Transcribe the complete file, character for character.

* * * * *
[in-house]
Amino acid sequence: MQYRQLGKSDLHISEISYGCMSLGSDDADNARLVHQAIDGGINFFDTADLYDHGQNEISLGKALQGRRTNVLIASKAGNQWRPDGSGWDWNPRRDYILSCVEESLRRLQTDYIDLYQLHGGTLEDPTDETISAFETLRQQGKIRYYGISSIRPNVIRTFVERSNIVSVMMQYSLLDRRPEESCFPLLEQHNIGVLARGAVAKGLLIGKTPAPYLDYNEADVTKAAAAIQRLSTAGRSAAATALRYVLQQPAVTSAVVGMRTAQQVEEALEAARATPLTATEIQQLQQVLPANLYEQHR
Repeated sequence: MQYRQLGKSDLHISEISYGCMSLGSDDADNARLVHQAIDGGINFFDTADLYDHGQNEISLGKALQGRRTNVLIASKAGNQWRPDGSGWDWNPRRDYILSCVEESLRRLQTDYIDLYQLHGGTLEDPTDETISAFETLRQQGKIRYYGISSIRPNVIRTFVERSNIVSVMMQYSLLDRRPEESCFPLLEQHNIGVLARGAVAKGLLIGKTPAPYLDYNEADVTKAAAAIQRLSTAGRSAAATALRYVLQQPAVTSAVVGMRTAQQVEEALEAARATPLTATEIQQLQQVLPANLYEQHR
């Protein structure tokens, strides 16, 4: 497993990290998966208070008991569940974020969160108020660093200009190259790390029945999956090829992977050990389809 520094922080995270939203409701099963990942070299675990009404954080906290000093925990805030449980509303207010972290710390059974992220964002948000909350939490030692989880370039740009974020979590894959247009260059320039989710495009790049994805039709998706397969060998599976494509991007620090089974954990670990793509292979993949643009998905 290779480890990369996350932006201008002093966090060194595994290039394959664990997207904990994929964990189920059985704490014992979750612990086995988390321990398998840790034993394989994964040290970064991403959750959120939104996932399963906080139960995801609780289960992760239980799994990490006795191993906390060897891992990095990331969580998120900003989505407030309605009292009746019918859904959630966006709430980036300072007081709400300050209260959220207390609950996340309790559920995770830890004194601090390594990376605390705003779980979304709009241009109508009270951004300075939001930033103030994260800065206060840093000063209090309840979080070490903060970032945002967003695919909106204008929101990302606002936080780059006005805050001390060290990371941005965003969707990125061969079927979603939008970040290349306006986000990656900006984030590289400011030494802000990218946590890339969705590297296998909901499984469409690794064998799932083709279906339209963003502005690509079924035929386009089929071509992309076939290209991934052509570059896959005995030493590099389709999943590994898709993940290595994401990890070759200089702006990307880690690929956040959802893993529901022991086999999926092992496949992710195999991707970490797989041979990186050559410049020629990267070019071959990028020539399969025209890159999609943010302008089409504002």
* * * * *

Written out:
[in-house]
Amino acid sequence: MQYRQLGKSDLHISEISYGCMSLGSDDADNARLVHQAIDGGINFFDTADLYDHGQNEISLGKALQGRRTNVLIASKAGNQWRPDGSGWDWNPRRDYILSCVEESLRRLQTDYIDLYQLHGGTLEDPTDETISAFETLRQQGKIRYYGISSIRPNVIRTFVERSNIVSVMMQYSLLDRRPEESCFPLLEQHNIGVLARGAVAKGLLIGKTPAPYLDYNEADVTKAAAAIQRLSTAGRSAAATALRYVLQQPAVTSAVVGMRTAQQVEEALEAARATPLTATEIQQLQQVLPANLYEQHR
Repeated sequence: MQYRQLGKSDLHISEISYGCMSLGSDDADNARLVHQAIDGGINFFDTADLYDHGQNEISLGKALQGRRTNVLIASKAGNQWRPDGSGWDWNPRRDYILSCVEESLRRLQTDYIDLYQLHGGTLEDPTDETISAFETLRQQGKIRYYGISSIRPNVIRTFVERSNIVSVMMQYSLLDRRPEESCFPLLEQHNIGVLARGAVAKGLLIGKTPAPYLDYNEADVTKAAAAIQRLSTAGRSAAATALRYVLQQPAVTSAVVGMRTAQQVEEALEAARATPLTATEIQQLQQVLPANLYEQHR
């Protein structure tokens, strides 16, 4: 497993990290998966208070008991569940974020969160108020660093200009190259790390029945999956090829992977050990389809 520094922080995270939203409701099963990942070299675990009404954080906290000093925990805030449980509303207010972290710390059974992220964002948000909350939490030692989880370039740009974020979590894959247009260059320039989710495009790049994805039709998706397969060998599976494509991007620090089974954990670990793509292979993949643009998905 290779480890990369996350932006201008002093966090060194595994290039394959664990997207904990994929964990189920059985704490014992979750612990086995988390321990398998840790034993394989994964040290970064991403959750959120939104996932399963906080139960995801609780289960992760239980799994990490006795191993906390060897891992990095990331969580998120900003989505407030309605009292009746019918859904959630966006709430980036300072007081709400300050209260959220207390609950996340309790559920995770830890004194601090390594990376605390705003779980979304709009241009109508009270951004300075939001930033103030994260800065206060840093000063209090309840979080070490903060970032945002967003695919909106204008929101990302606002936080780059006005805050001390060290990371941005965003969707990125061969079927979603939008970040290349306006986000990656900006984030590289400011030494802000990218946590890339969705590297296998909901499984469409690794064998799932083709279906339209963003502005690509079924035929386009089929071509992309076939290209991934052509570059896959005995030493590099389709999943590994898709993940290595994401990890070759200089702006990307880690690929956040959802893993529901022991086999999926092992496949992710195999991707970490797989041979990186050559410049020629990267070019071959990028020539399969025209890159999609943010302008089409504002």